Bad News Is Good As GDP, Claims Miss Pushes Futures Higher; Five States' Data "Estimated"

Tyler Durden's picture

Update: so much for the kneejerk reaction sending futs higher on the bad data: USDJPY dragging everything down now.

Just when there was some concern that the US economy was no longer imploding at the usual pace, we get confirmation that nothing is actually better, following the one-two punch of weaker than expected Q1 revised GDP data, printing at 2.4% on expectations of an unchanged 2.5% print driven by a revision in Private Inventories (from 1.03% to 0.63% of total GDP, offset by a plunge in imports sliding from -0.9% to -0.32%). Personal Consumption posted a tiny increase from 2.24% to 2.40% which can only mean the consumer overextended themselves in Q1 - perhaps it is about time to ask the question of how consumption in the "sequester" and tax-hike quarter was the highest since Q4 2010. Additionally, initial claims increased from the as usual upward-revised 344K to 354K, on expectations of a 340K print. But fear not: what both these data points showed is that any fears that the monthly Fed flow may slow down from the $85 billion monthly to a ghastly $75 billion or, heaven forbid, a tiny $65 billion monthly increase in the Fed's balance sheet, may be deferred. End result: futures jump higher. Because it is a Bizarro Ben, or Benzarro for short, market after all.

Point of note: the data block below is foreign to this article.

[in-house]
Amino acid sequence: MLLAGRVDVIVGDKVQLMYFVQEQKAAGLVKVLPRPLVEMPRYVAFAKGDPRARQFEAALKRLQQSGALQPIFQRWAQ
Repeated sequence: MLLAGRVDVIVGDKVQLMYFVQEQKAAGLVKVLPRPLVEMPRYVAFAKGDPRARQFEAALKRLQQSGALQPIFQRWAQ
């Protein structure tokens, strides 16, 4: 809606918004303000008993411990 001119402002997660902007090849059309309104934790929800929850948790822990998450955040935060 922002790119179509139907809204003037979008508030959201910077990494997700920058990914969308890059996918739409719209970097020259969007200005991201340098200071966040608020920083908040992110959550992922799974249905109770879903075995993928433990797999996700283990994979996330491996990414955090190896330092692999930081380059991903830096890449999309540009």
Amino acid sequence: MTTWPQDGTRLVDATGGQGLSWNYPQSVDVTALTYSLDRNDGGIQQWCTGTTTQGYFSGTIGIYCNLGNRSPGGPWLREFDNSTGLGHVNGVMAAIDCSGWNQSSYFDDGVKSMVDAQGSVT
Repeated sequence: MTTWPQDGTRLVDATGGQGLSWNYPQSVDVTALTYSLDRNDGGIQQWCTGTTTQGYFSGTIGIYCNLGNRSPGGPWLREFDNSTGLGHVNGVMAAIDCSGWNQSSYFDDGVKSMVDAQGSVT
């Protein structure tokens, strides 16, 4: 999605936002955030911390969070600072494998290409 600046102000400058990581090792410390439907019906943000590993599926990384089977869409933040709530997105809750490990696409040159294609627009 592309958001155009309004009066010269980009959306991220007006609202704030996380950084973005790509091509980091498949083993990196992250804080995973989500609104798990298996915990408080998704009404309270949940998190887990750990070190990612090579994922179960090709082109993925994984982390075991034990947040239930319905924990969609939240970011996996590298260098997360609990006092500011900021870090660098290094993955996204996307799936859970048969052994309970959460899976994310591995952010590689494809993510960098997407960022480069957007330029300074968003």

GDP broken down by components:

As for claims, the holiday-shortened week prompted the Labor department to 'estimate' claims from 5 states (Virginia, Wyoming, Hawaii, Minnesota, and Oregon). The 354k print is a miss from expectations of 340k for the worst combined 3 weeks in over 2 months. The gentle downtrend of claims appears (though noisy) to be finding a limit here as the 4-week-average ticked up yet again. The total number coollecting benefits rose by 63,000 to 2.99 million. California topped the initial claims list.